Yesterday, The Ninth Circuit Court of Appeals overruled a San Francisco judge’s asinine order that prevented President Donald Trump from ensuring that asylum seekers remain in Mexico while their cases are processed.
The previous ruling forced the U.S. to release these invaders into the country with the ‘hope’ that they’d appear in court.
The appeals court ruling is a major victory for the president.
The Associated Press reported:
The case must still be considered on its merits and could end up at the Supreme Court. But allowing the policy to remain in effect in the meantime lets the administration carry out an unprecedented change to U.S. asylum practices.
The administration has said it plans to rapidly expand the policy across the border, which would have far-reaching consequences for asylum seekers and Mexican border cities that host them while their cases wind through clogged U.S. immigration courts. Cases can take several years to decide.
The policy was challenged by 11 Central Americans and advocacy groups that argued it jeopardized asylum seekers by forcing them to stay in Mexico, where crime and drug violence are prevalent.
The administration introduced its “Migrant Protection Protocols” policy on Jan. 29 in San Diego and later expanded it to Calexico, California, and El Paso, Texas.
Under the policy, asylum seekers report to a border crossing in the morning. The U.S. government provides transportation to immigration court and returns them to the border after the hearing.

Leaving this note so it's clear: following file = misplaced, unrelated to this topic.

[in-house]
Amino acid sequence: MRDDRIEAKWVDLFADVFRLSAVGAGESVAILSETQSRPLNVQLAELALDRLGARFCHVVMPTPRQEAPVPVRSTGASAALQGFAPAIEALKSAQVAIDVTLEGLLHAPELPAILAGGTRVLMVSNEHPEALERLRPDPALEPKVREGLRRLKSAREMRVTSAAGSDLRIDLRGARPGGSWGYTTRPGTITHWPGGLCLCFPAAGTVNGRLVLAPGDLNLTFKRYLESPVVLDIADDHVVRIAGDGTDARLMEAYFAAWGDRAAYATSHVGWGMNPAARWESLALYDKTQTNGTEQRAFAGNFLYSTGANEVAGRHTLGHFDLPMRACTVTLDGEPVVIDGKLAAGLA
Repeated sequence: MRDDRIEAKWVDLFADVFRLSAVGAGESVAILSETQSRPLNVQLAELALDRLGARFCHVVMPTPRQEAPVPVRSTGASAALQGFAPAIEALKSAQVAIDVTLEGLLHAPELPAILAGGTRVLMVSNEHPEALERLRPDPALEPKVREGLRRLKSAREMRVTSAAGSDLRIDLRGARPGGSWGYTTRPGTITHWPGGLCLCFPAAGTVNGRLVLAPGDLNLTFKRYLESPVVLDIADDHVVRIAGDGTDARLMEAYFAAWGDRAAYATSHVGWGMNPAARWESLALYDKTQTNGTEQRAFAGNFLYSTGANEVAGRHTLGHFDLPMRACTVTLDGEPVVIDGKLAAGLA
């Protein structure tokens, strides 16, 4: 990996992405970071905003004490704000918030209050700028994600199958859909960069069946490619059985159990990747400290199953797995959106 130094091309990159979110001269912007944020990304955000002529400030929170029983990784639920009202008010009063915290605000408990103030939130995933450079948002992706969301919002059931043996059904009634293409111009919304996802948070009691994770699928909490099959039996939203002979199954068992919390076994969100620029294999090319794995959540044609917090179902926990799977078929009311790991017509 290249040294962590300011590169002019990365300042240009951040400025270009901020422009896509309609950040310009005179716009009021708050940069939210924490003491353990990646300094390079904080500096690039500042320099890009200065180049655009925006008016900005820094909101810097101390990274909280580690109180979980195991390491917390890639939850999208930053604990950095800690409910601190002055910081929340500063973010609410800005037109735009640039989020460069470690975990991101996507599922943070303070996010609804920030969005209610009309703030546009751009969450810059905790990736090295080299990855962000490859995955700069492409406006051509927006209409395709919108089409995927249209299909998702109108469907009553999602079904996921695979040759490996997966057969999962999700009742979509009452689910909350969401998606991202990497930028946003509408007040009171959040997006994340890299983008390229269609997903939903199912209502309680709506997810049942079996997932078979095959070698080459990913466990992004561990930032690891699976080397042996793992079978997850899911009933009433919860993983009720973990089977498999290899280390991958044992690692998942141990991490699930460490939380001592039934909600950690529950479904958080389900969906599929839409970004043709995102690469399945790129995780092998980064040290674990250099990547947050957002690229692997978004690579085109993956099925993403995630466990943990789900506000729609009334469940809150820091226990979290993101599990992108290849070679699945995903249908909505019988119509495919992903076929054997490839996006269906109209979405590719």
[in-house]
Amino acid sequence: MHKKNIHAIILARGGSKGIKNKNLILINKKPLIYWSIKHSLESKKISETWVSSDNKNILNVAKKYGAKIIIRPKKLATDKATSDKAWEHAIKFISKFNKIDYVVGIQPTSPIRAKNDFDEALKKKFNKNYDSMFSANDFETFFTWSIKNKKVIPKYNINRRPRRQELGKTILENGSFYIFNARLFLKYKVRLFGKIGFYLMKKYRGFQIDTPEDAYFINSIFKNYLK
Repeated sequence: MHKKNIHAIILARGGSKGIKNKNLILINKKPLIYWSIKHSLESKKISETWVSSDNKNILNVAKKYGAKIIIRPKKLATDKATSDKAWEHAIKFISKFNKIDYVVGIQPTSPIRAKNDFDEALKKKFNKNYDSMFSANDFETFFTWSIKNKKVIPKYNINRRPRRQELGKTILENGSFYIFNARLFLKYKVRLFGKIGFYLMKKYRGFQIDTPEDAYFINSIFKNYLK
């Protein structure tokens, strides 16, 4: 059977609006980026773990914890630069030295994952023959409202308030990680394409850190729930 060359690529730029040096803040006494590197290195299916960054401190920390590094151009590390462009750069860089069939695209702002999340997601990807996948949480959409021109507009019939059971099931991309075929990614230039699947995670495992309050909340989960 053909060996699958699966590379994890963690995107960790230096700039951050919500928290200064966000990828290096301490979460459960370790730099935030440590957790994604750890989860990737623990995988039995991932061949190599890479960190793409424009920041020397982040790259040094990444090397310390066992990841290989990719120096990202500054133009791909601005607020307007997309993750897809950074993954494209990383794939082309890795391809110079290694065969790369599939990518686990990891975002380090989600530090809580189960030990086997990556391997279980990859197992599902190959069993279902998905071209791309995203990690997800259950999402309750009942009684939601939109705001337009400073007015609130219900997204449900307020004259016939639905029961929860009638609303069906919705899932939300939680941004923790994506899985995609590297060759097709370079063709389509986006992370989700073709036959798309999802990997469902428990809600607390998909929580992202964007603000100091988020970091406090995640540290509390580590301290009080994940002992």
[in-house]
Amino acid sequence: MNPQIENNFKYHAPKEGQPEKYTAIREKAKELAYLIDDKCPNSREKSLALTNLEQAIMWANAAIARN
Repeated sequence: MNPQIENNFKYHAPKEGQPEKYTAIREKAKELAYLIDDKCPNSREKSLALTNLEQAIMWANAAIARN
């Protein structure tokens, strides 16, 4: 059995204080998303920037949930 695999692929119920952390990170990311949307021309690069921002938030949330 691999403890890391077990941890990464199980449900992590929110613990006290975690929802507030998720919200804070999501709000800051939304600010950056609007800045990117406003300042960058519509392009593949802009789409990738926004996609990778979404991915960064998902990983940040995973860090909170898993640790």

The Hill added:
The panel of judges wrote in the opinion that the Department of Homeland Security (DHS) had shown that it was likely to suffer irreparable harm if the policy was halted because it “takes off the table one of the few congressionally authorized measures available to process the approximately 2,000 migrants who are currently arriving at the Nation’s southern border on a daily basis.”
The judges also found that the policy was not implemented in violation of the Administrative Procedure Act because it is not one of the policies covered by the act and therefore does not require certain processes to take place ahead of its implementation.
Several immigration groups had sued DHS over the policy on behalf of migrants affected by the policy, arguing that the practice was improperly implemented and put the migrants in harm’s way.
However, some of the judges were highly critical of DHS’s implementation of the policy in individual opinions authored on the decision, signaling that they could oppose the policy in a later ruling.
Judge Paul Watford, an Obama nominee, wrote in his opinion that he believes the administration’s treatment of asylum-seekers is in violation of the U.S.’s obligation to not return those migrants to countries where they could face persecution.
“DHS has not, thus far, offered any rational explanation for this glaring deficiency in its procedures. (One suspects the agency is not asking an important question during the interview process simply because it would prefer not to hear the answer),” Watford wrote in his opinion, adding that he believes the immigration groups could win their argument against the policy as a result.
The fact remains, however, that the panel of judges was forced to follow the law. There is nothing wrong with the president’s order, it simply ensures that non-Mexicans seeking asylum through invasion are not allowed to enter the country until they prove their claim.